Glucose challenge in mice receiving lactated ringers.

No significant differences were observed in the fasting glucose levels of lactated ringer–administered CFTR−/− mice in comparison to the C57BL/6J and FVB/NJ background strains (time 0, P = NS) (Fig. 2A). In addition, responses to glucose stimulation were similar among these three strains after intraperitoneal injection of 50% dextrose solution (P = NS) (Fig. 2A). These studies did not suggest intrinsic differences in glucose regulation by the CFTR−/− mice.

Glucose challenge in STZ-administered mice.

Fasting blood glucose levels were higher in STZ-administered CFTR−/− mice compared with C57BL/6J and FVB/NJ background strains subjected to identical treatment (288.4 ± 97.4, 168.4 ± 35.9, and 188.0 ± 42.3 mg/dl for CFTR−/−, C57BL/6J, and FVB/NJ, respectively; P < 0.05) (Fig. 2B). These glucose values remained higher throughout the entire 3-h time period after glucose infusion, but the percent increase did not achieve significance in comparison to the other STZ-administered strains (Fig. 2B). These results suggest that in the face of minimally compromised β-cell function (in this situation, due to chemically induced injury), there is indeed an underlying defect in glucose metabolism associated with deficiencies in CFTR. A small subset of both CFTR−/− (1 of 10) and C57BL/6J (3 of 11) mice developed diabetes early after STZ injection and were classified as early-onset diabetes, and they were thus removed from the animal protocol (Table 1). All early-onset diabetic mice were male (weight 25–30 g) and had received more total STZ dosage (100 mg/kg) than the female counterparts (weight 20 g).

Glucose challenge in mice with lung inflammation.

Interestingly, no changes in glucose, either fasting or stimulated, were observed in A. fumigatus–administered mice in comparison to age-matched PBS-treated or untreated controls (Fig. 3). This suggests that acute lung inflammation does not play a dominant role in the predilection to diabetes in cystic fibrosis.

Pancreatic acinar and islet histology.

Both lactated ringer–and STZ-administered CFTR−/− mice demonstrated focal mild acinar degeneration with fibrosis and inflammatory infiltrates consisting primarily of mononuclear cells (Fig. 4). Saponification of pancreatic fat was also observed in one animal (Fig. 4A). Though not subject to direct quantitation, intensive histological examination suggested that these local changes in pathology were similar among both lactated ringer–and STZ-administered CFTR−/− mice. No C57BL/6J or FVB/NJ mice demonstrated evidence of pancreatitis.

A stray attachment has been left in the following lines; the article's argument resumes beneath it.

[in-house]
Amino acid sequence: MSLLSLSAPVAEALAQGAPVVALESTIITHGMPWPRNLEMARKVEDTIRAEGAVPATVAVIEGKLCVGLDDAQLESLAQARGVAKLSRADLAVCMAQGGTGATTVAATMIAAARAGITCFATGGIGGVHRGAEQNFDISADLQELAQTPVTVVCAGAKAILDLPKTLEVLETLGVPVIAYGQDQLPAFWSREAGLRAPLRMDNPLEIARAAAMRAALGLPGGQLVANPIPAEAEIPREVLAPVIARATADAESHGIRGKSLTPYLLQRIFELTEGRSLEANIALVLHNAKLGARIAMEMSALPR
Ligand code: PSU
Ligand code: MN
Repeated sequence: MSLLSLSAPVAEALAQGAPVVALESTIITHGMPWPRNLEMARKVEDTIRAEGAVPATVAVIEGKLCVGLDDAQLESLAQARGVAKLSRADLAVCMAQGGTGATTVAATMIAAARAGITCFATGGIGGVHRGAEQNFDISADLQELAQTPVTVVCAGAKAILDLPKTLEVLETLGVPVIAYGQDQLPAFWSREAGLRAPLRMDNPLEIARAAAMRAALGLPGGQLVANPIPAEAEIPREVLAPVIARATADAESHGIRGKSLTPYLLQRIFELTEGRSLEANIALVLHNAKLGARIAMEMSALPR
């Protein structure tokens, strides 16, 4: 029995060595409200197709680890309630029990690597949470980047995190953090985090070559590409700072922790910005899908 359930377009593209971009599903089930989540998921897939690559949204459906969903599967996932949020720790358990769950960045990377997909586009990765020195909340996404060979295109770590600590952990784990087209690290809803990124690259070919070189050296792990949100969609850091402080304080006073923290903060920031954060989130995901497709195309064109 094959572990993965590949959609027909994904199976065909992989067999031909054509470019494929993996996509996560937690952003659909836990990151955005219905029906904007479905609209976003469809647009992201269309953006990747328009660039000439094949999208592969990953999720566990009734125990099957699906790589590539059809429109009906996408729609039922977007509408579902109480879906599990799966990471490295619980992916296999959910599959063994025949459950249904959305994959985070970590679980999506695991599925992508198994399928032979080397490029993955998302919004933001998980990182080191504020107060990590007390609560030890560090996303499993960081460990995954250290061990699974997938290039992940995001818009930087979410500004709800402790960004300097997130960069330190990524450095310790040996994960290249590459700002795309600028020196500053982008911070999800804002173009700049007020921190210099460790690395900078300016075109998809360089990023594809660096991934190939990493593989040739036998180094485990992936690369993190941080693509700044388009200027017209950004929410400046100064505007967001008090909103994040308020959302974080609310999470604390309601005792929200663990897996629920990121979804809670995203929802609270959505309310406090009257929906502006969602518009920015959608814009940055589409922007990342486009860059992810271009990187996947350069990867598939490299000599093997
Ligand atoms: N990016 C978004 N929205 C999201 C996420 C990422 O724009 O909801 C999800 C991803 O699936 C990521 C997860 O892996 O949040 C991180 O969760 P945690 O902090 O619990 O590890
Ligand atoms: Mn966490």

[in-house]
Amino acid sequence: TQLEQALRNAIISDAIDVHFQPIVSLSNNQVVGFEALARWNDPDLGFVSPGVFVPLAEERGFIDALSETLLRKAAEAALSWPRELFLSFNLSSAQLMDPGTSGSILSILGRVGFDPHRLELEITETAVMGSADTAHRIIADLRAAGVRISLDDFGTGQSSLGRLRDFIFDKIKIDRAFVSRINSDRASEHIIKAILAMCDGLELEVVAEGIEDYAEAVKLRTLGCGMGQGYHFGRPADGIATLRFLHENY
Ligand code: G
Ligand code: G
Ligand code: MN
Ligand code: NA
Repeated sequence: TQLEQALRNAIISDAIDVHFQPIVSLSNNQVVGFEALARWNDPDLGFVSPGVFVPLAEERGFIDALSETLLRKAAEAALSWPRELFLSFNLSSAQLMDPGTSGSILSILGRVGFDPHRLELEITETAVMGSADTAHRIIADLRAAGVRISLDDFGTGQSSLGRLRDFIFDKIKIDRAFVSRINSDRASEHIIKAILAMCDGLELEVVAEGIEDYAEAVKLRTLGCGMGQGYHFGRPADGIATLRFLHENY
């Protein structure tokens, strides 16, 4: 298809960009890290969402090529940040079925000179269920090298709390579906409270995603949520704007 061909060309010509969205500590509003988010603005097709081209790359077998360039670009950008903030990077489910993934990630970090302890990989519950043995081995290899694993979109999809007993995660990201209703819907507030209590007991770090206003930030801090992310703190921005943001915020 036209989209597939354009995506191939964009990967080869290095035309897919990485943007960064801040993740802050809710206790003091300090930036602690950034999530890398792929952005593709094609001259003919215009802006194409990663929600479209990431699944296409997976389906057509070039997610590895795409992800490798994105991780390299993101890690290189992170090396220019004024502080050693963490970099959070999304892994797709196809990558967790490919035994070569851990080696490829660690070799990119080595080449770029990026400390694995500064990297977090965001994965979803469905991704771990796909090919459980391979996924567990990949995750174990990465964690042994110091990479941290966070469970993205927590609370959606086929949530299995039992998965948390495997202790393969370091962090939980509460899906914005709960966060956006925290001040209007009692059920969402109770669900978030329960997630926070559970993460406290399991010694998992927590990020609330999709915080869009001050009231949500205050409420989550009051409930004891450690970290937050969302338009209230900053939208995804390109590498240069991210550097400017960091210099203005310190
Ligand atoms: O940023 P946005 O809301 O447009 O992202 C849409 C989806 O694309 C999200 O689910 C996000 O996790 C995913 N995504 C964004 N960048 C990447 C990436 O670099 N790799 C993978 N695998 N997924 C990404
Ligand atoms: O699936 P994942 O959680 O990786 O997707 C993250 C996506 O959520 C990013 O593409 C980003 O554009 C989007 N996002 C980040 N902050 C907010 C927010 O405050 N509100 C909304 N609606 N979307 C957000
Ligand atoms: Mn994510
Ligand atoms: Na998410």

Next, we compared the pancreatic islets to identify wherein variances in islet inflammation, insulin content, or number might provide partial explanation for the observed differences in glucose regulation between these strains. Insulitis was not observed in any strain, in either the absence or presence of STZ administration. To the question of insulin content, no qualitative differences were observed, as determined by immunohistochemical evaluation (data not shown). Likewise, no significant differences in islet number were observed in comparison to CFTR−/−, C57BL/6J, and FVB/NJ strains (Fig. 5A), in either the absence or presence of STZ administration (all P = NS). Islet amyloid deposition was not observed in any strain either with or without STZ administration (data not shown).

However, a strong negative correlation between the number of islets and fasting blood glucose measurements were noted in STZ-administered CFTR−/− mice (r = −0.73, P = 0.02) (Fig. 5B). The absence of such a correlation in the other strains of mice suggests that the CFTR deficiency exacerbates glucose tolerance in injured islets and that glucose regulation in CFTR−/− animals is dependent on the number of available islets.

The work presented here demonstrates differences in pancreatic inflammation between CFTR−/− and control mice and an exacerbation of abnormal glycemic control in CFTR−/− mice after a low-grade chemical injury with STZ. Without STZ, CFTR−/− mice demonstrate focal inflammatory cell infiltrates and changes indicative of injury to the exocrine pancreas at baseline. This suggests the presence of intrinsic pancreatic disease leading to reduced effectiveness of β-cell function in cystic fibrosis (Fig. 6) and a need for adequate β-cell mass to maintain glycemic control.

The demonstration of higher fasting blood glucose levels and exaggerated IPGTT levels observed in STZ-administered CFTR−/− mice mimic key features of diabetes in cystic fibrosis. The response to islet injury is also suggestive of an inherent difference in function of CFTR-deficient β-cells. The absence of visible insulitis reinforces this conclusion. Although the background strains of the C57BL/6J and FVB/NJ mice maintained glucose control after STZ administration, despite a decrease in islets, the CFTR−/− mice were unable to maintain glucose control, and the degree of hyperglycemia was reflected by the decrease in islet number. The lack of lung disease and other clinical manifestations allow for the assessment of isolated influences. Taken collectively, these studies support the notion that CFTR−/− mice subjected to STZ administration provide an unequaled ability to recreate the CFRD clinical model.

Interestingly, the induction of airway inflammation in the CFTR−/− mice did not result in a difference in glycemic control, even though proinflammatory cytokine and IgE responses are greater in these mice than in control mice when exposed to A. fumigatus (23). This suggests that pulmonary inflammation, and subsequent insulin resistance, is not necessary for the predisposition to diabetes in cystic fibrosis, once again pointing to the role of intrinsic, CFTR-dependent abnormalities in the pancreas. Further studies evaluating the effect of chronic (versus acute) inflammation are needed. The impact of diabetes on lung inflammation can be further studied in this model as well.